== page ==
It’s not everyday that you read something that sounds as if it came out of your very own mind. I was almost gasping as I reached the end of this article as it was a perfect exposition of how I feel towards travel and why there is a compulsion for me to go out and explore new lands at every chance I can. I always wondered if I was just being weird, or greedy, or restless – and maybe I am all three – but it’s still a little reassuring to know that I’m not the only one out there, that I’m not crazy for wanting to spend all the money I earn on seeking new adventures in foreign lands. It’s also not that I don’t love my home or the people here; in fact I’m well aware that had I not been born here, my experiences and opportunities would have been vastly different. But there’s just so much more, too much more, out there.
“You will never be completely at home again, because part of your heart always will be elsewhere. That is the price you pay for the richness of loving and knowing people in more than one place.”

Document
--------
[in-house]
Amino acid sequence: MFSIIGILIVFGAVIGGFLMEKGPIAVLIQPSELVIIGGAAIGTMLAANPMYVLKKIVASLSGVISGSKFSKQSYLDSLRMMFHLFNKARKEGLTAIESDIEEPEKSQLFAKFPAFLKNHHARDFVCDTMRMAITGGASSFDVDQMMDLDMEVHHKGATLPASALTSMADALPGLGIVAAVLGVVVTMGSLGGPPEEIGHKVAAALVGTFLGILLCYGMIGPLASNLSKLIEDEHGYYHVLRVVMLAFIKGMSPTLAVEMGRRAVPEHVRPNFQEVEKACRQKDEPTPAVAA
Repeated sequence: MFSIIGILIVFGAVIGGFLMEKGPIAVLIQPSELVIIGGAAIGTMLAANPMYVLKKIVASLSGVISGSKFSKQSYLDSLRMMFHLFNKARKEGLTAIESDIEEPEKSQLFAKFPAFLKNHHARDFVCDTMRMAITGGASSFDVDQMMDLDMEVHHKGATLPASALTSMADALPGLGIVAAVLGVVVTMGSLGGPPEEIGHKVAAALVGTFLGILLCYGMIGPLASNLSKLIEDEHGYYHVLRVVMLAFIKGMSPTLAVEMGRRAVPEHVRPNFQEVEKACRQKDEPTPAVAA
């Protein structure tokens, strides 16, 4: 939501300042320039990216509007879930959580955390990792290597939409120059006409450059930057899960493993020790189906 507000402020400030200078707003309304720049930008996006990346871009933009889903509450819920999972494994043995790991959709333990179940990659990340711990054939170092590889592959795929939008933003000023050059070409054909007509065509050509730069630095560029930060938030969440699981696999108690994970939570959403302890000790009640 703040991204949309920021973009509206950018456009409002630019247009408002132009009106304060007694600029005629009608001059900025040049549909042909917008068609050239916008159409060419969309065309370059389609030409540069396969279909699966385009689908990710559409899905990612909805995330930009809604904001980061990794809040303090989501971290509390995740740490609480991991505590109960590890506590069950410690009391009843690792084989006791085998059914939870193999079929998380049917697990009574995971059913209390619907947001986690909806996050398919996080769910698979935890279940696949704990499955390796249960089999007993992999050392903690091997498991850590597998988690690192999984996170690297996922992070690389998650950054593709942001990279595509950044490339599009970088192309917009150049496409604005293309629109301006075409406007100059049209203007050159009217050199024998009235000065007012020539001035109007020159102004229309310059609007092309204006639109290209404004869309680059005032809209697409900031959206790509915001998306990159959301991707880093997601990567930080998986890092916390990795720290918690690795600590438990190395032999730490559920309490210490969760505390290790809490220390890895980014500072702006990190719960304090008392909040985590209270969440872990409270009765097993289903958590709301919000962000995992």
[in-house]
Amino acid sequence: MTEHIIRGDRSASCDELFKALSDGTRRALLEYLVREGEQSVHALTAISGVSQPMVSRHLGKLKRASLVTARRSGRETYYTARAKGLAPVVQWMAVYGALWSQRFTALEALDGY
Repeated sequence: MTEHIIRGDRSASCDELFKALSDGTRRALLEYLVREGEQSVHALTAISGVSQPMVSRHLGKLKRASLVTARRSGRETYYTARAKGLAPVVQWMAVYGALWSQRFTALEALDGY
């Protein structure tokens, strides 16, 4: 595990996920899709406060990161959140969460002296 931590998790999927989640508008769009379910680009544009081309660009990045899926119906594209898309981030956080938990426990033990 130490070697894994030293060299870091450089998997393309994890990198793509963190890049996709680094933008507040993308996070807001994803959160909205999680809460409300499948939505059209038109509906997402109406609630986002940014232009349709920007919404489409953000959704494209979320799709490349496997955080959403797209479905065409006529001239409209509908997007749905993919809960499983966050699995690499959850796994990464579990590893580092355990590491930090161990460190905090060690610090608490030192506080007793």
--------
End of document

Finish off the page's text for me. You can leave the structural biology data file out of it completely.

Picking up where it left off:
This quote by Miriam Adeney perhaps explains why there is this perpetual, insatiable emptiness in me – it comes from all that richness. It’s that feeling of having loved too much, given too much, of allowing yourself no inhibitions – such that when it’s time to leave (and that time inevitably comes), you’re left with nothing more, and nothing less, than a treasury of wonderful memories. And at the risk of sounding melodramatic, I must accept the fact that I might never be whole again. I’m reminded of the impermanence that I wrote about: the fact that it has to be like this. These are memories and moments that happened because I was there, and you were there, and we were all there at that fateful time, and they can never be created again or the same … but that’s fine because at least, I was privileged enough to share in this with you. That little bit of me I left with Daniel in Peru, with Alex & Sabine in Vienna, with the Cambodian kids in the village, with you in all the places we’ve visited … they’re like tiny Horcruxes that might or might not survive time, but that I’ve willingly sacrificed because losing them has made me so much richer. As someone who is most certainly “condemned” to a life of travel, this broken-heartedness is the price that I must and will gladly pay- again, and again, and again.